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Lecture 17

Biology 1002B Lecture Notes - Lecture 17: Cell Nucleus, Helix-Turn-Helix, Gene Duplication


Department
Biology
Course Code
BIOL 1002B
Professor
Denis Maxwell
Lecture
17

Page:
of 2
Lecture 17: Development
1. Posttranslational regulation controls mRNA availability to ribosomes
Changes in pre-mRNA processing
o Alternative splicing remove diff combinations of exons and introns creating family of proteins
Masking proteins bind to mRNAs and make them unavailable for protein synthesis
Rate of mRNA breakdown
o Steroid hormone slow or increase rate
o If 5’UTR is transferred from one mRNA to another, the half-life is the same
Controlling sequences in 5’ UTR of mRNA recognized by proteins that regulate stability
Regulation of expression by small noncoding single stranded RNA interference (RNAi) bind to mRNA
2. Identify the various mechanisms for regulating the activity of proteins after they are translated.
Rate of translation = rate of protein synthesis
Adjusting length of poly A tail increases translation
Post translational regulation controls the availability of functional proteins
o Chemical modification add chemical groups
o Processing convert to active/inhibit form e.g. competitive inhibitor
o Degradation ubiquitin and proteasome or activate them by partial digestion
o Chaperone control how protein folds
3. Typical causes of cell death.
Lysosomes digestive organelles (eating yourself)
Viruses suicide (damaged, infected, don’t want to infect others and more beneficial to die)
Bad environment (toxins, temperatures)
Cannot support itself due to surface area and volume ratio
4. Mechanism of plasmid toxin/antitoxin system as a possible origin for cell death genes.
Plasmids carry a long half-life toxin gene but short half-life of antitoxin
o Cell without plasmid will die because it doesn’t have antitoxin
Protease digest toxins and antitoxins
Sometimes antitoxin gene can be on chromosome during recombination
o Host control making of antitoxin
o Plasmids make new toxin and antitoxin (arms race)
Cells took over and put under developmental control of when to die
Endosymbiosis early life took up mitochondria & programmed cell death
o Why apoptosis and mitochondria relate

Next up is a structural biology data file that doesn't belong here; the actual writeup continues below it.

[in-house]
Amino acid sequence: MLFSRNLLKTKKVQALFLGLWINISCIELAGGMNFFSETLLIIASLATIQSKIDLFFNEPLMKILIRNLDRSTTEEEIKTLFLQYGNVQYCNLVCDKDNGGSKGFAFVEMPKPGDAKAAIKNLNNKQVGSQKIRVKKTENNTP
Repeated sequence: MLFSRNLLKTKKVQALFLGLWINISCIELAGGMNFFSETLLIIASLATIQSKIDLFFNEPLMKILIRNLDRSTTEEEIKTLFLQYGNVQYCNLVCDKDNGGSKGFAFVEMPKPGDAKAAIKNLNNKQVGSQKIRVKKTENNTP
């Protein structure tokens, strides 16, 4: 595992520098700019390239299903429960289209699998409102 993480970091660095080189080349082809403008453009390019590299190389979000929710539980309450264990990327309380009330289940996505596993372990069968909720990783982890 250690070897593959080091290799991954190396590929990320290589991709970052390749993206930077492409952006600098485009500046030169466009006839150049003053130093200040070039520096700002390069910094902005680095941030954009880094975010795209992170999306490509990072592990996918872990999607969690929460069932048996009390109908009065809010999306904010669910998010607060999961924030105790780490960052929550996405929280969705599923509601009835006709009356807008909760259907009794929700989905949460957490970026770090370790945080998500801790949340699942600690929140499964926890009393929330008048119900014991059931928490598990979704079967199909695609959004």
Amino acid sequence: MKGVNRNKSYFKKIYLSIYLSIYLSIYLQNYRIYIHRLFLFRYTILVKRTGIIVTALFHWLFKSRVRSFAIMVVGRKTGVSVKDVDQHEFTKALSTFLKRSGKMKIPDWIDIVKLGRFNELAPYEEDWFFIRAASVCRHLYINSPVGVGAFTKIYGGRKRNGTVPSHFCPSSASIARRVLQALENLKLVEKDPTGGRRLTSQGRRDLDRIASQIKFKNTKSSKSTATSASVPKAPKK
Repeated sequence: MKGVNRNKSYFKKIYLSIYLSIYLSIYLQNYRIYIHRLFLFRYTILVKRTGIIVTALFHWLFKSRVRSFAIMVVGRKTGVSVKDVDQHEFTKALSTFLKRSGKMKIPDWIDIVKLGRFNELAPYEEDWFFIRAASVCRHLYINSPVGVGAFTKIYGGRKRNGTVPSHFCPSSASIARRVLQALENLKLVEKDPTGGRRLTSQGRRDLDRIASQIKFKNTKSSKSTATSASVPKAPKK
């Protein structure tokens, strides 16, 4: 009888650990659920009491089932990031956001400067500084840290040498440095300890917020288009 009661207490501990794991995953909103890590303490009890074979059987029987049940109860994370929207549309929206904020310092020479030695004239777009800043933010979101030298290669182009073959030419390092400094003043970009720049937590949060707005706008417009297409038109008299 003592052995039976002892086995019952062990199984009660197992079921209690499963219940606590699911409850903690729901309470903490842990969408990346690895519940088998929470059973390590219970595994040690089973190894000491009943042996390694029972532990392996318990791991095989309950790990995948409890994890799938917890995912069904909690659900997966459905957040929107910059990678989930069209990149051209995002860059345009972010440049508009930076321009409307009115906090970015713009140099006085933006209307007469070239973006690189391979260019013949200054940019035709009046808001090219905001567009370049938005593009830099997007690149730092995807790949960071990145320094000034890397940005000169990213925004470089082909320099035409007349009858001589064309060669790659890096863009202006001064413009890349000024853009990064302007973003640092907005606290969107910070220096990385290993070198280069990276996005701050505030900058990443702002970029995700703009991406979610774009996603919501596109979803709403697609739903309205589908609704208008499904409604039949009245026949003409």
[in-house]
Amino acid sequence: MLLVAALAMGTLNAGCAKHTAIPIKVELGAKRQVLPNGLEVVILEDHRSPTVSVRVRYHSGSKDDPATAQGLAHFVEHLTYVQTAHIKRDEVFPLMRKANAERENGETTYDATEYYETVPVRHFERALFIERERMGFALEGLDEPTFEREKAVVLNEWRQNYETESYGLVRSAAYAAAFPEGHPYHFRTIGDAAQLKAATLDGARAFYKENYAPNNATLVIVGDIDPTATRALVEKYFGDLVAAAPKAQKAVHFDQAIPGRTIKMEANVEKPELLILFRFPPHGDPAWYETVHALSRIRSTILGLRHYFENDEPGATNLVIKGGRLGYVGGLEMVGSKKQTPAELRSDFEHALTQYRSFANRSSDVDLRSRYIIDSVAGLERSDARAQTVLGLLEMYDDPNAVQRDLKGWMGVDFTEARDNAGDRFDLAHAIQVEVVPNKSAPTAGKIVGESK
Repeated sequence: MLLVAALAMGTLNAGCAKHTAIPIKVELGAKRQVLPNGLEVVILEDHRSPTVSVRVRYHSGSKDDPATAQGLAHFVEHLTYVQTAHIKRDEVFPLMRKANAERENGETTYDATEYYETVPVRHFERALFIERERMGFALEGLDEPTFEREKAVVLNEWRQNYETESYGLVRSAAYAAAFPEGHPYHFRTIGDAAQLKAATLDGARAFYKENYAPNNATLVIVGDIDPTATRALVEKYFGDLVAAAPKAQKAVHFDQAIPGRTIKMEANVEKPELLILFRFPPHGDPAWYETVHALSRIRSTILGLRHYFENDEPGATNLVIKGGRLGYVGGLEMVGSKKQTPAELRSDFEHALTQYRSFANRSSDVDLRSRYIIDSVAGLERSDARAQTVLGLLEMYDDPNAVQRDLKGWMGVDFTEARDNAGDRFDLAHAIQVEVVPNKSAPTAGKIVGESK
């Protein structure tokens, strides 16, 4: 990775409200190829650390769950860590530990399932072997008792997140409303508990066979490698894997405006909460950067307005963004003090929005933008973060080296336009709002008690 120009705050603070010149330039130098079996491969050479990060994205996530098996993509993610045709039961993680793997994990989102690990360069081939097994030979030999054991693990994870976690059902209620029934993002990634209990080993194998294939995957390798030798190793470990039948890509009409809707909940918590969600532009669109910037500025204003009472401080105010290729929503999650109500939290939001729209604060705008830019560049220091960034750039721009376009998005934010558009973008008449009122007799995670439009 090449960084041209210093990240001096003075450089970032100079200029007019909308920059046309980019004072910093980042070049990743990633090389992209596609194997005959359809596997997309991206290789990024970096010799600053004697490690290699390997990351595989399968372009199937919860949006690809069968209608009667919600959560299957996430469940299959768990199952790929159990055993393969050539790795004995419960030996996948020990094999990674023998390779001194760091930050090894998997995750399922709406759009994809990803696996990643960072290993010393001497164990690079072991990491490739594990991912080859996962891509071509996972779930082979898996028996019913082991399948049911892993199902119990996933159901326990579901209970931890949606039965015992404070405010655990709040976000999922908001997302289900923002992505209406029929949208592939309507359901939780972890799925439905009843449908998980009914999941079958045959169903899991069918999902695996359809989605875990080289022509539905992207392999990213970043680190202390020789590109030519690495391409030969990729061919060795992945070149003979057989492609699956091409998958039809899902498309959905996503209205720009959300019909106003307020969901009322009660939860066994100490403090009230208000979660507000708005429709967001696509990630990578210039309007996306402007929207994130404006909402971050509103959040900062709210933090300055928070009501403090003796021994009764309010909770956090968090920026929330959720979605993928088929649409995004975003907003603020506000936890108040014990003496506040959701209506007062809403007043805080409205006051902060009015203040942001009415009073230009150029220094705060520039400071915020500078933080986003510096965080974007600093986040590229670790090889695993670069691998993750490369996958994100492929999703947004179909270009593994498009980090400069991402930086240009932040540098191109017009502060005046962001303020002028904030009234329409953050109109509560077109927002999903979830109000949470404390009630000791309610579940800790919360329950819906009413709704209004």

5. Irreversible programmed cell death cascade in C. elegans (nematode)
Outside developmental signal receptor inhibit CED 9 (associated
with mitochondria) CED 4 release activate and bind CED 3
(caspase) active protease, nuclease
o Cut a peptide off a protein and it becomes active
Other ways to activate a protein
o Cofactor or change its shape to activate proteins
o Add/remove chemical group (acetylate and methylate them)
o Change its flexibility
o Binding
6. Bacterial plasmids (parasites - infectious) can code for their own transfer
Experiments in silicon (on a computer)
Cells don’t like plasmids and try to get rid of them
o Cell might divide and daughter cell might not have it by luck, see #4 for more details
7. Main stages in Drosophila embryonic development.
Attractive model system because it is small and sentient
Fertilized egg 2n nucleus divides but not cell nuclei to edge, grow cell membranes individual cells
blastoderm development embryo into segments specialize
Makes 2 organisms through cell death of larval tissue; larva fly
How could you discover the genes involved in development?
o Mutational studies on development
o Comparative genomics
Genes tell embryo which way is up and down (polarity)
o Bicoid mutant anterior head posterior tail mutant
o Gurken mutant mix up dorsal back and ventral belly
Maternal bicoid mRNA and protein gradients
o Mother packs egg with information (proteins,
untranslated mRNA) for after fertilization
How to pack mRNA that is not translated until fertilization?
o Lots of Bicoid mRNA masked means it is the head
o Gradient bicoid proteins made at head and less at end
Nanos gradient at butt so they can tell where they are in the embryo, know which genes to turn on
8. Main role of maternal effect, segmentation and homeotic genes in Drosophila development.
Maternal effect genes determine polarity of embryo
o Bicoid, gurken, nano gene is expressed in the mother and packed into the eggs
Segementation genes divide embryo into segments switched on by maternal effect
o Each segment turn on segment specific homeotic genes
9. Structure/function of the "homeobox" in homeotic genes
Segment homeotic genes (transcription factors) turned on by segmentation determine structures
Sometimes they are mutated and structures and body parts grow in wrong places or duplication
o Bithorax wings grow in wrong segment
Homeobox (helix turn helix binding domain)
o Sequence in protein that binds the DNA
o Master switches that control elaboration of structures
o Want proteins, put under control of same transcription factor unlike prokaryotes with operons
Gene duplication give rise to multiple homeotic genes
o Function is able to diverge and give rise to increase in complexity
o So different segments can regulate and turn on/off different genes and give different structures
o Ancient common ancestor has hox genes are evolutionary conserved
We used them to make different structures
Homeotic genes expressed in the same order in chromosome as they appear from head to butt
10. Role of programmed cell death in Drosophila development
Imaginal discs, pouches of cell in larvae wait until larvae pupa ecdysome death signal hormone
Destroy larval tissues by program cell death similar to C. elegans
Cells die when grim and reaper (killing cells) activated
Reaper is the master switch
o Upstream of it is ecdysome binding site that
sometimes turns reaper on or off
P53 detect DNA damage, tell reaper to kill cell
Hox genes (homeotic genes) control which cell to
live and die or if you are needed (then it will die)
One gene is in control of all the different cellular signals
o Hormones
o Environmental and developmental signals (all control whether cells live or die)